Libya to return to “square one” on elections

If Libya’s national elections scheduled for December are delayed, the war-torn country will return to “square one” and unrest in 2011, the speaker said, with a new rival government likely to set up in the east.

The election is seen in the West as a critical step in efforts to create stability in Libya, which has been in chaos since the NATO-backed uprising in 2011 against Muammar Gaddafi.

Libya, a major oil and gas producer, was divided in 2014 between an internationally recognized government in the West and a rival administration in the East that set up its own institutions.

A UN-led peace process led to a ceasefire last year after fighting between rival factions, and a unity government was formed in February and approved by parliament in March.

Aguila Saleh, Speaker of the House of Representatives, said he did not want to see a further split.

“If the election is delayed, we will go back to the front line,” Saleh told Reuters at his office in the eastern city of Qubah, warning that a new, parallel government could emerge in the east.

The purpose of the Government of National Unity (GNU) was to secure public services and lead the country to general elections on 24 December.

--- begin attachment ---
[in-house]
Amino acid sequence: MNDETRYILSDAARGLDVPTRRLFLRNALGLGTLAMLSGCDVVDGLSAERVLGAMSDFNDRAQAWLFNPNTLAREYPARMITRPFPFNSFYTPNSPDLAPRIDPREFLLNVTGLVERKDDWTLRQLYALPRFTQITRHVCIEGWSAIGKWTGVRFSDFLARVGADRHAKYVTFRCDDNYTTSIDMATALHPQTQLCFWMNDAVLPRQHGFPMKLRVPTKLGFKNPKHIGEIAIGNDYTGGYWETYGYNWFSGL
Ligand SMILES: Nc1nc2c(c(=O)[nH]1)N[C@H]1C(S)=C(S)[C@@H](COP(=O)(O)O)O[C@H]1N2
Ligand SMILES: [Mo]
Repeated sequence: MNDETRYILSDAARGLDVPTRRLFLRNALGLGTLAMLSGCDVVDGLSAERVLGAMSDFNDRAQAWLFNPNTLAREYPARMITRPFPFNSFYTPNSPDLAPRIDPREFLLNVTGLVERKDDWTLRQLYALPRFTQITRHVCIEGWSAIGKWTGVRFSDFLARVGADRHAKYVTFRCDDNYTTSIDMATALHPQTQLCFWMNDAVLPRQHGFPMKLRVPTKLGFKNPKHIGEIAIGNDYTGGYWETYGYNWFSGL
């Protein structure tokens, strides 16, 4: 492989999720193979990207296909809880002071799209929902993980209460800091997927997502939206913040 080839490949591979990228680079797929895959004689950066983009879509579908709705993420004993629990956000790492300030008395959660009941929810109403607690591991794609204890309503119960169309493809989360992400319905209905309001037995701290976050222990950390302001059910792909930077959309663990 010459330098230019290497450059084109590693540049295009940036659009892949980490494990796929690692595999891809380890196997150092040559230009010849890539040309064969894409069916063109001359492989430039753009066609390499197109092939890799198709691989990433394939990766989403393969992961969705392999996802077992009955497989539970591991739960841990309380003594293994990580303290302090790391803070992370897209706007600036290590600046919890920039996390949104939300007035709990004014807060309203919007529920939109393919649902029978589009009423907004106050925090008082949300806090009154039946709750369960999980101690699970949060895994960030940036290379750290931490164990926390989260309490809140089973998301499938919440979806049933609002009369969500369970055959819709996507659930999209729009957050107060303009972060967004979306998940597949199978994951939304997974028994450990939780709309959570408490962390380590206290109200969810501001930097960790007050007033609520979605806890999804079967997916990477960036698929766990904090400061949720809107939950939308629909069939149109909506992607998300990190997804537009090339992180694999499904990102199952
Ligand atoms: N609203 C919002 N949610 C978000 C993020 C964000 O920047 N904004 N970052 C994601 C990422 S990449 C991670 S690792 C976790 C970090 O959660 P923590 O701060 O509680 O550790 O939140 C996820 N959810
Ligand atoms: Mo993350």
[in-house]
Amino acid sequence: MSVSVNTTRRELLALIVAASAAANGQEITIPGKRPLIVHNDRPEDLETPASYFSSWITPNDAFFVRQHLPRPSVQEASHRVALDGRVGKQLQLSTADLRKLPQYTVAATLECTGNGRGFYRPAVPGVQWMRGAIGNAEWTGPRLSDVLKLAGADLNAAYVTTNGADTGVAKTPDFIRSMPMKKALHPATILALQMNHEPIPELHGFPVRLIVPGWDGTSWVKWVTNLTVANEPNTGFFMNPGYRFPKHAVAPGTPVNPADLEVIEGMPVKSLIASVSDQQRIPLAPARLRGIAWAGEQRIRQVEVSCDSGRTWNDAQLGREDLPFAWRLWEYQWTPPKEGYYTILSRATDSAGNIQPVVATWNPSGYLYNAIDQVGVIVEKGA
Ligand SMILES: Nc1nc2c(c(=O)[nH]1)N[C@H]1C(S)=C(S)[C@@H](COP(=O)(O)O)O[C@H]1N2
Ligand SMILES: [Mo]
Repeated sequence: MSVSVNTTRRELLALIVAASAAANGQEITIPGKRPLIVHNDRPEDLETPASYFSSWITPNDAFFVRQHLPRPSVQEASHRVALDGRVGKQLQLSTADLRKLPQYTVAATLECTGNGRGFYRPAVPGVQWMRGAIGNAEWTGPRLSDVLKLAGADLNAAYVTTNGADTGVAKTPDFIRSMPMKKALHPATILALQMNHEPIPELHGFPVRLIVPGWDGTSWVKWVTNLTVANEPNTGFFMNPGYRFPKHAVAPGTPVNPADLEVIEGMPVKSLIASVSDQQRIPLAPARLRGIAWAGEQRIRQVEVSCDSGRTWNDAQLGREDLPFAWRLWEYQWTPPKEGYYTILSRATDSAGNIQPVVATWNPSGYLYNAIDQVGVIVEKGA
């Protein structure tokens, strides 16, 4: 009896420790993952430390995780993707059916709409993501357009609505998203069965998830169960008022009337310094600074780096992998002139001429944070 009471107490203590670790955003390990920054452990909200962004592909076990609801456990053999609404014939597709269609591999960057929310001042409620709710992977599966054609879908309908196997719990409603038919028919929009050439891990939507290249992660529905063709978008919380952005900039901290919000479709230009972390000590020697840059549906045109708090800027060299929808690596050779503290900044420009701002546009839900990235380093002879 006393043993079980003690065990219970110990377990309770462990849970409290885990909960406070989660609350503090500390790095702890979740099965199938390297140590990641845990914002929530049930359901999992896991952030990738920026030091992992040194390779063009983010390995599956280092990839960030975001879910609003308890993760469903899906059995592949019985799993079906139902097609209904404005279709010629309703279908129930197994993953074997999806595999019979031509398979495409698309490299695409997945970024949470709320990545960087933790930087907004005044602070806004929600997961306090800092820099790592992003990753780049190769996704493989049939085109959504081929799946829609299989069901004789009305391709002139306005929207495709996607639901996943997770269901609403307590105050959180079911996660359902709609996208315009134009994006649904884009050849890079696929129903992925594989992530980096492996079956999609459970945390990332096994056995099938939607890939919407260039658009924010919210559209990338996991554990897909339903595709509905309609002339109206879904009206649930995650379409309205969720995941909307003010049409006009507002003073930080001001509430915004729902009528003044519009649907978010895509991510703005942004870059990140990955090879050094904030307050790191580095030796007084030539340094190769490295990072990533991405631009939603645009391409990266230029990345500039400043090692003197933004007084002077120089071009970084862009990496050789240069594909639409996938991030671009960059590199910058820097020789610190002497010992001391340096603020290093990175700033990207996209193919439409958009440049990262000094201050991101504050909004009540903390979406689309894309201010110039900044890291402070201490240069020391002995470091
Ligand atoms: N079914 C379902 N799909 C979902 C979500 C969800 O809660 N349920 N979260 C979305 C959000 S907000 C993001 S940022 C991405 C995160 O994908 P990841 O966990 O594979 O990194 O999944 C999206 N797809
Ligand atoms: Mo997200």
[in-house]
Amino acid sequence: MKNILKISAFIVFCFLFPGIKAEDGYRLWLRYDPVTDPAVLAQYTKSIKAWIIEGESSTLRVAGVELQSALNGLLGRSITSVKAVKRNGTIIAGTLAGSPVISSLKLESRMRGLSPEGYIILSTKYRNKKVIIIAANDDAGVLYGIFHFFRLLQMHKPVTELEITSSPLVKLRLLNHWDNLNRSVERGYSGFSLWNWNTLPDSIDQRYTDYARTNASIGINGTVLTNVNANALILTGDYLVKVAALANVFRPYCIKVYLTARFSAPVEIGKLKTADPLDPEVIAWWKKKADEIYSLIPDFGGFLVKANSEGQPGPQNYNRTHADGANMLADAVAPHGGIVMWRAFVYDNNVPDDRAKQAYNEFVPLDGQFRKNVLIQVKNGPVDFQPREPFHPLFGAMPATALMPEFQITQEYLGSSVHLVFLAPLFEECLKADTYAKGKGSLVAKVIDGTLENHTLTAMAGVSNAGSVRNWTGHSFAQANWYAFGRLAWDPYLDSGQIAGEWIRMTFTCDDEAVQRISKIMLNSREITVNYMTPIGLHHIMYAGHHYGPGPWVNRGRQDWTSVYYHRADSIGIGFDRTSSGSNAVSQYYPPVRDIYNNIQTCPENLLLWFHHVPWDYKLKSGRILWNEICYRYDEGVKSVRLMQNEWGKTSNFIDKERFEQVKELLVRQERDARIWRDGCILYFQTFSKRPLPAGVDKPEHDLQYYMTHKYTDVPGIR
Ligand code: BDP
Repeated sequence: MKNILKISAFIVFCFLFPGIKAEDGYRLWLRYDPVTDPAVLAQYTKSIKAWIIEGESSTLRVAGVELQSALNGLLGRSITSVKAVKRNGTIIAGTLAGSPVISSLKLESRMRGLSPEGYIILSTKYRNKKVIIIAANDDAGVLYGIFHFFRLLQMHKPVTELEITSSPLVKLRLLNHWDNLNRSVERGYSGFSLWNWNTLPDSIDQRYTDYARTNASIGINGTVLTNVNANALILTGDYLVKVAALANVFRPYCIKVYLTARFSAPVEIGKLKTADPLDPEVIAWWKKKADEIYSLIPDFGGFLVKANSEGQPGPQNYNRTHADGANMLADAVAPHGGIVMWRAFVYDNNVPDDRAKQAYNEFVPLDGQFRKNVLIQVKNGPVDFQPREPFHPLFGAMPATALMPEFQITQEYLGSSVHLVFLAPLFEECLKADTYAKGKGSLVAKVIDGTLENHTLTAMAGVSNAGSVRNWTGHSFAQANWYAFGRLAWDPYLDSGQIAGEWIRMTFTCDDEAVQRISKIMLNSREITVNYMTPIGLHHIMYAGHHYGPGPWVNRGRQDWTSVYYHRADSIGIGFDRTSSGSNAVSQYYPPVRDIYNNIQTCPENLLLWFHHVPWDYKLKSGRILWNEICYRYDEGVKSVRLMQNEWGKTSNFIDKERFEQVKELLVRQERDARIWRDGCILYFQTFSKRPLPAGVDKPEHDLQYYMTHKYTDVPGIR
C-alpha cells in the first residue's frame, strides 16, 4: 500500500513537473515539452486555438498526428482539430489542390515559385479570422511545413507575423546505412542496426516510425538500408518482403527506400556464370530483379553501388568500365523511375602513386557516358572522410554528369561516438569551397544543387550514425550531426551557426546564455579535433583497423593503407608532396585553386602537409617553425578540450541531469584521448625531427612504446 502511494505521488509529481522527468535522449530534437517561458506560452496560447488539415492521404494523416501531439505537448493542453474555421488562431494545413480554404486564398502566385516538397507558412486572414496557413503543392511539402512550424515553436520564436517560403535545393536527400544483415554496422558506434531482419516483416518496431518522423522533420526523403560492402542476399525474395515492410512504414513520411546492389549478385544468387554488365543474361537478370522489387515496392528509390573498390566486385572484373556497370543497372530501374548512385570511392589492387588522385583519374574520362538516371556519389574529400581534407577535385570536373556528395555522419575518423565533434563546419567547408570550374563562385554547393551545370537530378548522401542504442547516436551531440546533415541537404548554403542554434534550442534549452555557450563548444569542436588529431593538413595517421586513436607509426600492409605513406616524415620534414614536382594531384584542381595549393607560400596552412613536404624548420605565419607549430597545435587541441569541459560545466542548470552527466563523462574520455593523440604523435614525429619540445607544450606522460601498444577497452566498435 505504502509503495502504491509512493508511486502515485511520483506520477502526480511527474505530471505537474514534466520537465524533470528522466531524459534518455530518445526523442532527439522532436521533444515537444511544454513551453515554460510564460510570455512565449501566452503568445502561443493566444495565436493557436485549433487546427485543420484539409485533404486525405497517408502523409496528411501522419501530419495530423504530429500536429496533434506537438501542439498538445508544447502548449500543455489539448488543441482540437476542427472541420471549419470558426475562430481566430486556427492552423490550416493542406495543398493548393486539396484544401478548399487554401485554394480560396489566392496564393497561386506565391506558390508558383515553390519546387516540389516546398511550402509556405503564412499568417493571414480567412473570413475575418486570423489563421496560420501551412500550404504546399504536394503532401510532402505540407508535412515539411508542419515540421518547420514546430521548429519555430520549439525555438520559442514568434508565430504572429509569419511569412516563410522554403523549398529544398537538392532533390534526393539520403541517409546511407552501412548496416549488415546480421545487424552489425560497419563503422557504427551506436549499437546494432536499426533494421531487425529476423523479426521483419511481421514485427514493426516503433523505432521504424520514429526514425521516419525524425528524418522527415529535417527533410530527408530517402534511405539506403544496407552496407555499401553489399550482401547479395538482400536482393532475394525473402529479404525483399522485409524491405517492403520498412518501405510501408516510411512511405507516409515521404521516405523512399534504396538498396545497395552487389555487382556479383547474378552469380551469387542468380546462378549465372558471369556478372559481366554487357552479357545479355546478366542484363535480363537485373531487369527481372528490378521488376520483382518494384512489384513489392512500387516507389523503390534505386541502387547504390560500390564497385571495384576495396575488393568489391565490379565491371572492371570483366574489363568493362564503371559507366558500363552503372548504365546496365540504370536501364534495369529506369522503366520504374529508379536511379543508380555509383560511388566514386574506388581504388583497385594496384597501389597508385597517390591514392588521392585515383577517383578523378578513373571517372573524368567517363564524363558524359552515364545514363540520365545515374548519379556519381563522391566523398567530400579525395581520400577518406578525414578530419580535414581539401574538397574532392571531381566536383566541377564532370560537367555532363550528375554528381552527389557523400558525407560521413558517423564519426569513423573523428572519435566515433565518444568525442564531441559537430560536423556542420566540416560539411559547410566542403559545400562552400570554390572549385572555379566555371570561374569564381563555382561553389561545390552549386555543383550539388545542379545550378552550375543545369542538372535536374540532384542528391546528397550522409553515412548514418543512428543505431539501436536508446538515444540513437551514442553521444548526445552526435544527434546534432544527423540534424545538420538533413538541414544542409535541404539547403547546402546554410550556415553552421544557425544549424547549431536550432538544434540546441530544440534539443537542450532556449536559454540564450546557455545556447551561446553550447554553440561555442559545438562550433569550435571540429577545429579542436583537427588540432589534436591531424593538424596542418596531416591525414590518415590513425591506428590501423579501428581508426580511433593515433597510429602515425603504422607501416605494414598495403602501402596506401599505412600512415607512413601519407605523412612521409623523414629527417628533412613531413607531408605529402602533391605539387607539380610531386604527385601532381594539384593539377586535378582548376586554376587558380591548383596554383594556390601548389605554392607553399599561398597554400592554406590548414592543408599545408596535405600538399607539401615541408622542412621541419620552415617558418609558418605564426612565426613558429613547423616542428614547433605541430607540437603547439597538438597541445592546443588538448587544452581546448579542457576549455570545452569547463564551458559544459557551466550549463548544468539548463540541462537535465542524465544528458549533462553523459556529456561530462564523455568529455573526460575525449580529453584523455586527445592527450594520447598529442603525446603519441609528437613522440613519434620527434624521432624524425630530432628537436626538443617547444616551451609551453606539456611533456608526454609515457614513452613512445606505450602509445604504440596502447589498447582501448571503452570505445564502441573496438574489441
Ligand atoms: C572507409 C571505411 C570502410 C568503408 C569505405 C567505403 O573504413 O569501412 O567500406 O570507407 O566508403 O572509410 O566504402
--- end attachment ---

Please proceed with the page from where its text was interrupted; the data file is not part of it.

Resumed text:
The peace process also led to a ceasefire in September following the collapse of a 14-month offensive by Putschist General Khalifa Haftar’s forces. Armistice urged all foreign forces and mercenaries to leave.

“The president is still the one who decides the issue of foreign forces and mercenaries in the country,” Saleh said, adding that there were difficulties in uniting the army due to external interference.

Saleh said GNU had failed to unite Libya’s institutions and had become a “Tripoli government” and demanded that it take care of the responsibilities of the two dissolved governments.

This month, UN-sponsored talks aimed at paving the way for elections failed. But Saleh said there was no need for the 75 committee members to meet.

“We have a constitutional declaration,” he said. “We do not have to go around wasting time. No negotiations.”

Saleh also said the government’s proposed budget of 100 billion dinars ($ 22.15 billion) was too large and he expected a figure of up to 80 billion dinars to be approved.


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